We enter life with a cry, we go out with a sigh. Sound is our pathway, coming in and leaving.
In a human being who is free to express, emotions often come with sounds, released spontaneously. Laughter, tears, screams, shouts, grunts. This is the universal language of humanity. Laughter and crying are the same in all languages. We all understand the sound of someone giggling. A scream can be one of joy or pain, one of surprise or one of anguish. Moans, too, can be ones of pleasure or of pain. It is interesting that some of the sounds we make that are wordless are not as clear cut as others.
If singing is a magnification of speech, if it is an expression that combines both words and music, then it is a bridge between the mundane day to day world and the one in which our emotional life is amplified. If it brings together the same kind of freely released sustained sound as that of spontaneous expressions of life, then it is a special kind of sound making that is in itself unique.
Much of what we hear today as vocal music is lifeless. Canned, electronically manipulated, distorted, messed around with. Where, really, can you hear live music that isn’t affected by the machinery available to us? How are we to know about this special magical thing called singing if few of us are exposed to it in a live, immediate way? And what of the people who have those amazing, one-of-a-kind voices that can only be experienced in person? How do you describe what it is to hear Luciano Pavarotti live, unamplified to someone who has only heard that great voice over a piece of machinery?
I recently sang in front of one of the younger groups of the Brooklyn Youth Chorus in a teaching session with them. I was demonstrating my range, explaining how it is that some people can sing higher than others. Mind you, I do not have an impressive voice, and I have no delusions that what I do is “world class” in any way. Rather, it is just a well-trained light classical lyric soprano and I am fortunately enough to still sing, at 61, rather easily above high C. I was amused to see the expressions on the young faces in front of me, and it made me realize that a good percentage of these kids, probably most of them, have never been in the presence of a trained voice, standing in close proximity to their ears, singing without help from a microphone or speakers. Their faces were a delight to see and their reactions (“Cool!” “Wow!”) were even more delightful. I had forgotten what it was like to hear a trained classical voice right in front of me for the first time. It was an unforgettable experience and I was not a child, but a young adult. Prior to that, all of my teachers both in school and privately were either musicians (pianists) or retired teachers who no longer sang. The teacher I had in New York was in the prime of his life and still performing as an operatic tenor. Hearing him sing in my lessons, from 5 feet away, was thrilling. Yes, I had been to many performances, and had heard many recordings by then, but the distance between me and the stage was just enough to make the sound rather less intense than it was in a small voice studio.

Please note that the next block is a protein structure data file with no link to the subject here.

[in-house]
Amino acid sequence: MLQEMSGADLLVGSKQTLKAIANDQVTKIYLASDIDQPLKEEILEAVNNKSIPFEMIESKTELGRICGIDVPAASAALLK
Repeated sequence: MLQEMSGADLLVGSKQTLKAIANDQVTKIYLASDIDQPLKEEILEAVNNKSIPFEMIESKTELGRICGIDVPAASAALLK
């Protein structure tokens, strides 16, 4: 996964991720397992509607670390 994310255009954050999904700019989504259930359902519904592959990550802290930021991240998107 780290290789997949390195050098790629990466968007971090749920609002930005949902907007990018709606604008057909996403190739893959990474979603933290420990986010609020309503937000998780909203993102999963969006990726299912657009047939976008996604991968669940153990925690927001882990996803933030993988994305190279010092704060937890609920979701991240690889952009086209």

Someone with a trained, distinctive, unique voice, fully connected to emotion and a clear intention, singing beautiful music live, without amplification, is doing something special. Some people never experience hearing and seeing such an event. In fact, I would venture to say that MOST people do not get to have that experience, or the one of hearing well trained children singing together live, without any outside help (except maybe being conducted).
We have all these experiences in living. Simple sighs, everyday sounds of laughter or tears, and the magnified sounds of trained voices expressing powerful feelings. The smallest and the greatest, the alpha and omega of what it means to be a sound making human being. Something to contemplate and to appreciate all year long.